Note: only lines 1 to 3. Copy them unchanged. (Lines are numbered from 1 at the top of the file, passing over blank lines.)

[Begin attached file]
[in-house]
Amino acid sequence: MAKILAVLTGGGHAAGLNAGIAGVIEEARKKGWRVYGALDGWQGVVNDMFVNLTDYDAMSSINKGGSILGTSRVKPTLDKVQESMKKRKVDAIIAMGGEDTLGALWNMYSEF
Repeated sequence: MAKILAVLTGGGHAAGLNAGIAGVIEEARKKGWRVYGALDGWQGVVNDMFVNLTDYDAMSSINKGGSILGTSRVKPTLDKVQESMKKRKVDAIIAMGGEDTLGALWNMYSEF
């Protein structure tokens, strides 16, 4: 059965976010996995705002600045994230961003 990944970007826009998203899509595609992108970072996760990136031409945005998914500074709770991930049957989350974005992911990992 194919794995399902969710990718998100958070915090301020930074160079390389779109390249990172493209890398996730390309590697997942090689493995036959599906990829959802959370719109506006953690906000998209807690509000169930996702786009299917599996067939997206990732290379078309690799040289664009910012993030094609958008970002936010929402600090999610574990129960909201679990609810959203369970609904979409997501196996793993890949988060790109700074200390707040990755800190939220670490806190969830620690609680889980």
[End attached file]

[in-house]
Amino acid sequence: MAKILAVLTGGGHAAGLNAGIAGVIEEARKKGWRVYGALDGWQGVVNDMFVNLTDYDAMSSINKGGSILGTSRVKPTLDKVQESMKKRKVDAIIAMGGEDTLGALWNMYSEF
Repeated sequence: MAKILAVLTGGGHAAGLNAGIAGVIEEARKKGWRVYGALDGWQGVVNDMFVNLTDYDAMSSINKGGSILGTSRVKPTLDKVQESMKKRKVDAIIAMGGEDTLGALWNMYSEF